Certainly. So 42matches is now a little bit more than six years old. I don’t have a headhunting or tech background, I have a typical commercial background – I worked for different corporate companies, then came to Berlin. And initially together with a co-founder, we saw the big need for good tech talent on the market in Berlin evolving, and also saw that service providers in these times didn’t really suitable, like, fulfill the need. And well, then, yeah, there was a time when we kick things off to, came up with 42matches their answer to any kind of tech recruitment question, basically. So 42matches is a boutique recruitment agency. We basically have two products. The product that we started with is typical tech recruitment. Meaning that we get any kind of software developers, DevOps, product people from basically all around the world. And get them over to join great tech companies here in, mostly Germany, and a couple of other European markets we have worked with. Yeah, so that’s, that’s the one number one product that we have. And since two years, we are also doing executive search for mostly tech people like VP engineering, CTOs, Chief of Data… like that yep.
Maddie Duke 03:06
Yep. Awesome. Thank you. So I would love to hear a little bit about some of the best practices when it comes to hiring remotely. You mentioned that your product serves, you know, workers that are from all over the world, maybe most of the business clients are based in Europe, but the workers themselves could be anywhere. How do you approach that when you’re a company looking to hire someone, and you’ve got this huge pool, all over the world, This huge global pool basically of talent.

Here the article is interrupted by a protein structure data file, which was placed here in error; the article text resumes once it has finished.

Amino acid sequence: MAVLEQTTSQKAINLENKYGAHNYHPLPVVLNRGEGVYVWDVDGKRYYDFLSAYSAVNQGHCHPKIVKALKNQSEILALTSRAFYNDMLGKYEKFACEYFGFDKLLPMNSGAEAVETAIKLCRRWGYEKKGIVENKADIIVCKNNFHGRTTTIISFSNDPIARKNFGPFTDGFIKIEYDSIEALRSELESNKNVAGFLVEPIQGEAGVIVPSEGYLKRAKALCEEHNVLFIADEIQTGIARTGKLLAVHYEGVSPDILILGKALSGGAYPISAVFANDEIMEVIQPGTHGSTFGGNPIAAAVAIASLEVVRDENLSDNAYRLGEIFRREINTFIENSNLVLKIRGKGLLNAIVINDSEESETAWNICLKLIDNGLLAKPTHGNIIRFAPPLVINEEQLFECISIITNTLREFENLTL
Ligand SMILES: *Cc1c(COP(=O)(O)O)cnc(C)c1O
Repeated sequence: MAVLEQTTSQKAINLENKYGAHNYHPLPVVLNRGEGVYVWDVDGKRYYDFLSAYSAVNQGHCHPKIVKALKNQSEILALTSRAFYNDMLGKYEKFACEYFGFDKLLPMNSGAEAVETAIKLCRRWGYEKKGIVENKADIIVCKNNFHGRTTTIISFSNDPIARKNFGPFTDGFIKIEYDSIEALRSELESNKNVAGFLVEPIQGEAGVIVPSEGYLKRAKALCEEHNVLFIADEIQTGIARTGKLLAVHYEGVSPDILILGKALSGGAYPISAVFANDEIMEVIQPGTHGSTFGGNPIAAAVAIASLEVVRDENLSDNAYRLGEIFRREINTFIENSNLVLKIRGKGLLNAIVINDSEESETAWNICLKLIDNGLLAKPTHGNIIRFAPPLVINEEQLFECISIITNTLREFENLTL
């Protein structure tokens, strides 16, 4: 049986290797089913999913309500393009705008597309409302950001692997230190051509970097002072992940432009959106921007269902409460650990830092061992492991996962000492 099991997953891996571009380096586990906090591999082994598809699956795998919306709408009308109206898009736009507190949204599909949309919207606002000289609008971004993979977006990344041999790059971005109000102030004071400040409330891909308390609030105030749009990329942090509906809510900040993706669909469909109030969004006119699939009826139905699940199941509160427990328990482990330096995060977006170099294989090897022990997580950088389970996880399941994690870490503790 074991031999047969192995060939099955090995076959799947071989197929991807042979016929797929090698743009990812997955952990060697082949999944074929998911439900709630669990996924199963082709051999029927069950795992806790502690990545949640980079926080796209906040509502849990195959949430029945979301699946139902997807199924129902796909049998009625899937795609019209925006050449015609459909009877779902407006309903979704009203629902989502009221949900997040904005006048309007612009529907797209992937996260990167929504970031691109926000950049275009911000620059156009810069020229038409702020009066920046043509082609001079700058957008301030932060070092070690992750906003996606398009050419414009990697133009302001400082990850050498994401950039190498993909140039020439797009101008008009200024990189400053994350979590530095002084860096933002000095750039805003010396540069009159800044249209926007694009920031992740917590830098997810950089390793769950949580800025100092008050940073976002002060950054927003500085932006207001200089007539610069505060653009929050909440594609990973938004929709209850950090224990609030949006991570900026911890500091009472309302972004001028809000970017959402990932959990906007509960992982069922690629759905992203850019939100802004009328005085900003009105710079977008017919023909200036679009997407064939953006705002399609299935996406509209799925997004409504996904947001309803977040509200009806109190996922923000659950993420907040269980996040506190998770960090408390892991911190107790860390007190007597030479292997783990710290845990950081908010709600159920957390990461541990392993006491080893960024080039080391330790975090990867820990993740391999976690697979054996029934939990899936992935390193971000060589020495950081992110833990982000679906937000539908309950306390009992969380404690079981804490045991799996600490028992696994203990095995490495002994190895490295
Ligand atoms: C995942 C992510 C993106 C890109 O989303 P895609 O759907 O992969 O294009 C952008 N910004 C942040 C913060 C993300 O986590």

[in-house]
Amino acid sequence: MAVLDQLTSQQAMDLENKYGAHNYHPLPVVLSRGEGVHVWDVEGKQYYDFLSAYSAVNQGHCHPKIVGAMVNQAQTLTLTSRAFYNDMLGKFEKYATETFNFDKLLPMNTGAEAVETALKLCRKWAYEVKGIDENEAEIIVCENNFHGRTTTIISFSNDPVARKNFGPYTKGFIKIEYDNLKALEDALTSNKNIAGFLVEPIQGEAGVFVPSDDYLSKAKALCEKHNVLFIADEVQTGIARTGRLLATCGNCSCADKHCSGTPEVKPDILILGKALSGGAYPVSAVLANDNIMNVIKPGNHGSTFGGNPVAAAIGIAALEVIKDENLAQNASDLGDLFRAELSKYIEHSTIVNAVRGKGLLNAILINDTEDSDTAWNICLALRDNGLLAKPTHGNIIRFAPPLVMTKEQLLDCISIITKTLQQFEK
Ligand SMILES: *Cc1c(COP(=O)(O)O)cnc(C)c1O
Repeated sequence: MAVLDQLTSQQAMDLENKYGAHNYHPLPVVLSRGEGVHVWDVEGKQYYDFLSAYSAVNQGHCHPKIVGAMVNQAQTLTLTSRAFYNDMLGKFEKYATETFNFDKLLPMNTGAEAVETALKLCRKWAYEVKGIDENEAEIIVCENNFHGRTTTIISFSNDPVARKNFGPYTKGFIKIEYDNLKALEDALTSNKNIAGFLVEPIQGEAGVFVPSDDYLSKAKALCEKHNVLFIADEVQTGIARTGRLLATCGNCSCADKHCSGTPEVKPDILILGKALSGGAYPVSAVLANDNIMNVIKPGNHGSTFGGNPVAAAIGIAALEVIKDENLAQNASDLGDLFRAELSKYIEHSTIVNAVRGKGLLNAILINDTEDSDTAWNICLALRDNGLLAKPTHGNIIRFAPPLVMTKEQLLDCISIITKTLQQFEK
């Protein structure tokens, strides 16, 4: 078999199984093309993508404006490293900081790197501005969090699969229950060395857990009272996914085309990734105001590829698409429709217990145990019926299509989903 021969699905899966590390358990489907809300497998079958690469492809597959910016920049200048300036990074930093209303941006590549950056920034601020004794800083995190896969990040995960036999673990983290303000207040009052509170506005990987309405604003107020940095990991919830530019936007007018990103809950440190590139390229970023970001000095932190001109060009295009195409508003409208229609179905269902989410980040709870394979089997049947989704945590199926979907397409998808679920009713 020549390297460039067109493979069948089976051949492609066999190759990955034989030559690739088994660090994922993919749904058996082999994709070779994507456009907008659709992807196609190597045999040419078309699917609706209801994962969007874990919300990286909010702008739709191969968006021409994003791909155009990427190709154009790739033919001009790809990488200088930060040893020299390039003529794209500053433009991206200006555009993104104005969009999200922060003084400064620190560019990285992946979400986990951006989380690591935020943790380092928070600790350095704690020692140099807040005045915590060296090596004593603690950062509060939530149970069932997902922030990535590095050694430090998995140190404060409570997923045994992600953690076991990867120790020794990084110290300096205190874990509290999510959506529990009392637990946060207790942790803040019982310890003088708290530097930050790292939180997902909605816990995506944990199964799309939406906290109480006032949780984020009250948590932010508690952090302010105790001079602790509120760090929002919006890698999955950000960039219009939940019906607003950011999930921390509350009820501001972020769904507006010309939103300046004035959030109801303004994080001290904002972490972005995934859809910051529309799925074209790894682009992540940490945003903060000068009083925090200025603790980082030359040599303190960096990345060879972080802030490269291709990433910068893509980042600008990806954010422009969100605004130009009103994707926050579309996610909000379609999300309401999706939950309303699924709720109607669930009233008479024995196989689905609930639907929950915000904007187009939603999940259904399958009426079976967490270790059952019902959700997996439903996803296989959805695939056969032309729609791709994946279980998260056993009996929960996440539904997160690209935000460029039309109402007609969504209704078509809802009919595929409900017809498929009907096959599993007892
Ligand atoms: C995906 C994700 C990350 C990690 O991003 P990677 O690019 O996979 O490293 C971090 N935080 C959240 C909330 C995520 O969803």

Moritz Drerup 03:38
For us it is, it is actually an asset to being able to recruit globally, because we are able to pull like out of these huge pools of people. What do we do? I’m not sure if we do anything differently. However, what we do, we work with 120% ownership and up to the highest level of like standards of quality in what we do. And therefore I think we just try to understand our client in a really proper matter, we get a really good understanding of our candidates. And at the very end, we make sure that both really match for the long term. And how do we do that? I think by forming meaningful connections, we always have a very strong relationship with our candidates, which often lasts for several years. We not only help them with getting the job that really matches their requirements, but also we manage the entire relocation process. We like to help them getting on board getting their foot on the ground here in Berlin, mostly, if you can imagine, like you would relocate tomorrow with, let’s say, a family of three children from Pakistan, you might have one or two questions popping up. So we see ourselves at the first contact point, a single point of contact for the candidates with any kind of questions to have, so not only visa related stuff, which is something that we also include in our service, but also logistical things up to career coaching, where we really helped them through the probation period, and even afterwards, stay in contact.